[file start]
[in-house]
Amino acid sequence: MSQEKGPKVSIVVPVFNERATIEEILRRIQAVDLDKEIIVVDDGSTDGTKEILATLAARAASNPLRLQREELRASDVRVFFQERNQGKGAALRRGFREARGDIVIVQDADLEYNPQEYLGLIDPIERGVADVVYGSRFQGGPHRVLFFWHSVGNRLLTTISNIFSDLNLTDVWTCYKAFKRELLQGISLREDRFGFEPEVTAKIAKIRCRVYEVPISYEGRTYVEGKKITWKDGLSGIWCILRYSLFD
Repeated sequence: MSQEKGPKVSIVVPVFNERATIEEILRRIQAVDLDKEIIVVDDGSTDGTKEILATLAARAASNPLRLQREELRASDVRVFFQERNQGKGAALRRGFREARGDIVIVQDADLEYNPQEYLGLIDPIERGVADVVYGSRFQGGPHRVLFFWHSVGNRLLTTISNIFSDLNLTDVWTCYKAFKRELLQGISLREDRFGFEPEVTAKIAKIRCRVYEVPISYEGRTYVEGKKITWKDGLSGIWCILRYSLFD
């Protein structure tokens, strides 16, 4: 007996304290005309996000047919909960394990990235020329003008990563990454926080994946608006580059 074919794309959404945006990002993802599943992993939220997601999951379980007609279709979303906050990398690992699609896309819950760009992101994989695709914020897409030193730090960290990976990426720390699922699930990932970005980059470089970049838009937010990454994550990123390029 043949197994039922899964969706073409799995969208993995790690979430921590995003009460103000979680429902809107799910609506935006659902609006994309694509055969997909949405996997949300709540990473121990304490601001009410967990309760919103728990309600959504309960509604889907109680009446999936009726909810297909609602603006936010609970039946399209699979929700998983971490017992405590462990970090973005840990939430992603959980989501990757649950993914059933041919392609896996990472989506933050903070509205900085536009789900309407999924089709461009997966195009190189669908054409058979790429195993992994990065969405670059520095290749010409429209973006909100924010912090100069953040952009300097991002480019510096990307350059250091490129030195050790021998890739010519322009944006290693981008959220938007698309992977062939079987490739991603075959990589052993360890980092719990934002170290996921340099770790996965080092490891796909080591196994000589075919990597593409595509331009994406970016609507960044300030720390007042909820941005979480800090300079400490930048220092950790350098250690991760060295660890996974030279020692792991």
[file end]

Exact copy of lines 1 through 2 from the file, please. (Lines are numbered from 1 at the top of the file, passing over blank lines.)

[in-house]
Amino acid sequence: MSQEKGPKVSIVVPVFNERATIEEILRRIQAVDLDKEIIVVDDGSTDGTKEILATLAARAASNPLRLQREELRASDVRVFFQERNQGKGAALRRGFREARGDIVIVQDADLEYNPQEYLGLIDPIERGVADVVYGSRFQGGPHRVLFFWHSVGNRLLTTISNIFSDLNLTDVWTCYKAFKRELLQGISLREDRFGFEPEVTAKIAKIRCRVYEVPISYEGRTYVEGKKITWKDGLSGIWCILRYSLFD